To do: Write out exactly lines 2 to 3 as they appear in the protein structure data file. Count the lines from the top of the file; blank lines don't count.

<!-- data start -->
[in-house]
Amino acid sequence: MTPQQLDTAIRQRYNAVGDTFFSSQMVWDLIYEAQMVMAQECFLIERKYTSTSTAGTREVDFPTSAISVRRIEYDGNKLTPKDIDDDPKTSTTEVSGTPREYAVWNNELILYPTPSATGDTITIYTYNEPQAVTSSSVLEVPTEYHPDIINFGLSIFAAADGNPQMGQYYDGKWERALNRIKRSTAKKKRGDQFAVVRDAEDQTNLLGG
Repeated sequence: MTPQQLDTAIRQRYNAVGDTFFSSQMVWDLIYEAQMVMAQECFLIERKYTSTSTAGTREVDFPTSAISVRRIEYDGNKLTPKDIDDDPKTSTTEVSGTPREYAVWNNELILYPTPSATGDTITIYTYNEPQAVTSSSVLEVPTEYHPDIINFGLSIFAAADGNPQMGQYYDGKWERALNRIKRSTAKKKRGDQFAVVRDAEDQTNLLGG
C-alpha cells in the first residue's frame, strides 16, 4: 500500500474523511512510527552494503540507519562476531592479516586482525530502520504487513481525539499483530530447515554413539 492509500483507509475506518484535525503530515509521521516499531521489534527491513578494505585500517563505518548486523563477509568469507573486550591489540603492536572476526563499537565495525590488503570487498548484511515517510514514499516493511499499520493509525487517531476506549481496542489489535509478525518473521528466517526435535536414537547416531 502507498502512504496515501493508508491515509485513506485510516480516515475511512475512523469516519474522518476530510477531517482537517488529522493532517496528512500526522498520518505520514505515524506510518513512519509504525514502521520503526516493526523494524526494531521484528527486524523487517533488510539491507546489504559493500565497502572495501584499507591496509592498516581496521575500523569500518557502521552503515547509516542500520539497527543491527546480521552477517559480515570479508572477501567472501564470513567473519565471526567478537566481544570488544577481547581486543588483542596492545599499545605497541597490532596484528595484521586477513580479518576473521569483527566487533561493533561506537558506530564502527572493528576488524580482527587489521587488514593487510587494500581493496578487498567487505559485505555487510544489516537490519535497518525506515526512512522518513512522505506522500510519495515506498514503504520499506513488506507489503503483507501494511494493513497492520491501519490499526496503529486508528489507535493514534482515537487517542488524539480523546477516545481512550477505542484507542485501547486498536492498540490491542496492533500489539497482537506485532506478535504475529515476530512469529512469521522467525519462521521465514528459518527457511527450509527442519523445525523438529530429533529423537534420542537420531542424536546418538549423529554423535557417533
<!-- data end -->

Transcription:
Amino acid sequence: MTPQQLDTAIRQRYNAVGDTFFSSQMVWDLIYEAQMVMAQECFLIERKYTSTSTAGTREVDFPTSAISVRRIEYDGNKLTPKDIDDDPKTSTTEVSGTPREYAVWNNELILYPTPSATGDTITIYTYNEPQAVTSSSVLEVPTEYHPDIINFGLSIFAAADGNPQMGQYYDGKWERALNRIKRSTAKKKRGDQFAVVRDAEDQTNLLGG
Repeated sequence: MTPQQLDTAIRQRYNAVGDTFFSSQMVWDLIYEAQMVMAQECFLIERKYTSTSTAGTREVDFPTSAISVRRIEYDGNKLTPKDIDDDPKTSTTEVSGTPREYAVWNNELILYPTPSATGDTITIYTYNEPQAVTSSSVLEVPTEYHPDIINFGLSIFAAADGNPQMGQYYDGKWERALNRIKRSTAKKKRGDQFAVVRDAEDQTNLLGG